If you kind of liked the idea behind viral sensation Bang With Friends, the controversial Facebook app that lets you privately nominate friends you want to hook up with, but balked at the idea of using an app that’s all about the sex, then you might find newly launched Trintme to have some appeal. The name, a combo of “true intentions,” is not as clever, sadly – seriously, people, stop making up silly fake verbs! – but the app is similar in spirit. And a little classier, too.
Like Bang With Friends, the app works on top of Facebook, allowing users to privately indicate their interest in their Facebook friends or friends of friends using one or more simple icons that express how they feel. These include things from the more platonic ”you’re cool” and the casual “let’s hang out” all the way up to the player-baiting “hook-up” and the seriously hopeful “romance.” The company worked with its advisors, Stanford Sociology professor Dr. Daniel McFarland and relationship expert Dr. Karen Ruskin, on the app and how to properly translate people’s feelings into these clickable emoticons.
Your true intentions are never revealed to others on your network, of course, or embarrassingly posted to your Facebook Timeline. Instead, everything is kept private until there’s a match. Then, both users are alerted via email and can proceed further if they so choose. After 30 days, your “trints,” as these digitally expressed feelings are called, are discarded so you can start over again.
Based in Mountain View, founder VS Joshi said he had the idea after catching up with a woman he knew from his past asked him why he had never asked her out when they were in college. “I thought of asking her out a hundred times,” he says. “But I didn’t take the next step because I didn’t want to spoil another good relationship.”
He candidly explains that his experiences with women didn’t typically go well back in those days. “When I took my next step, it was always a disaster. That’s okay, you get rejected. But my relationship with these girls was never the same after. There was always this awkwardness,” he says.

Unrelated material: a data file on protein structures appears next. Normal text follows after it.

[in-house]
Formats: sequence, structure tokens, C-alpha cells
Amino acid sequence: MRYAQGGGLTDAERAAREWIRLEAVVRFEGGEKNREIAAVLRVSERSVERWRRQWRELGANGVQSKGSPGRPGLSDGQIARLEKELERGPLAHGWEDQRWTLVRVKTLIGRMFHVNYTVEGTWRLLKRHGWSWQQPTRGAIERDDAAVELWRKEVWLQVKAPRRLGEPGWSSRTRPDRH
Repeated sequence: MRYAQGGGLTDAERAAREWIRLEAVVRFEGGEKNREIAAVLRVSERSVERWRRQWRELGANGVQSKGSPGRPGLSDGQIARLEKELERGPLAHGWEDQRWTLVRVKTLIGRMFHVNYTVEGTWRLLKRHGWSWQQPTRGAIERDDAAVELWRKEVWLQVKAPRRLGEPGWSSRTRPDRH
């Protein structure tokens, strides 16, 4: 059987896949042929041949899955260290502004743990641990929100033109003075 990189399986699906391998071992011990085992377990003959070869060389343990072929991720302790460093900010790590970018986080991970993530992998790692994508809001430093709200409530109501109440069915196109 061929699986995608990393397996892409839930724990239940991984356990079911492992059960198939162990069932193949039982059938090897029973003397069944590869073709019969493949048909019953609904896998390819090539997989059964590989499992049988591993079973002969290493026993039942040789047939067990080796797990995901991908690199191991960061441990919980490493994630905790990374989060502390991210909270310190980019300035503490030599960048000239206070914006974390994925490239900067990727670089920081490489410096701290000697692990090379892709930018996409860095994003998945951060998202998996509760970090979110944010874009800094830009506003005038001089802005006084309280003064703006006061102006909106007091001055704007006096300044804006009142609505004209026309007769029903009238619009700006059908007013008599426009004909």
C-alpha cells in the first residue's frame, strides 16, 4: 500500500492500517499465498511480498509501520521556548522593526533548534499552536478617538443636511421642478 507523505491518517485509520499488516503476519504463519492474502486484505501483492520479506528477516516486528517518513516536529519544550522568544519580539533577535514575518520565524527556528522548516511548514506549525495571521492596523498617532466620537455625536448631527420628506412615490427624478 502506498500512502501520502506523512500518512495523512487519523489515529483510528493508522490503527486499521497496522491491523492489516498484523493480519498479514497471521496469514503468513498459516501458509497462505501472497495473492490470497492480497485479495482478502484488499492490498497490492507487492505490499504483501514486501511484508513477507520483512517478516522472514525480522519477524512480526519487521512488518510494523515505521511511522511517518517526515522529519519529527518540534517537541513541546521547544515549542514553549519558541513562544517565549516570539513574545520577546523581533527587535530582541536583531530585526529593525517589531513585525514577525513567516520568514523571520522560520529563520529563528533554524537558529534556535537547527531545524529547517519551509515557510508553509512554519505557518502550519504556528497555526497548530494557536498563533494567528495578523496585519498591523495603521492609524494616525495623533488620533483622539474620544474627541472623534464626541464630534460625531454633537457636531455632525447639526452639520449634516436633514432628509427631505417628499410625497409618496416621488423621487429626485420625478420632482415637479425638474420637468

Feeling awkward while navigating the messiness that comes with living a real life? That sounds like a good app idea.
Joshi began working on Trintme about 18 months ago. During private testing, it seems there are quite a few people out there who can relate to his experiences – for example, a test in April saw 1,420 students register over 2,500 intentions on the site, and produced 301 matches. But here’s the promising metric: of that original user base, 60 percent returned the following month to the site to try, try again.
Right now, the idea is to see if the app can go big, not worry about the revenue. (Classic). But if things work out, there’s room for monetization options like charging users to see matches, working with partners on offers for date night, automatically resetting intentions monthly for a small fee, and more. None of these ideas are set in stone, however, and currently the app is free to use here.
Trintme is not the only app to run off with the Bang With Friends concept in recent weeks. UK-based Would Love 2 just launched a similar product. But Would Love 2 is an iOS app, while Trintme is just a website for now.
The company is basically bootstrapped, having won a couple of startup competitions following its participation in the Babson College Venture accelerator program. There’s just Joshi, two engineers and a designer involved.
Bang With Friends went viral because…well, it’s hilarious. It’s also easily understood. But there’s a chance that it wasn’t just the joke that caught on with people – it may have also tapped into users’ dormant desire for a more dating-focused layer to Facebook. If that’s the case, then there’s potential for a new breed of apps to carve out a niche in the online dating market – a market that doesn’t always work. I’m not sure that one with a name like “Trintme” will catch on, but stranger things have happened.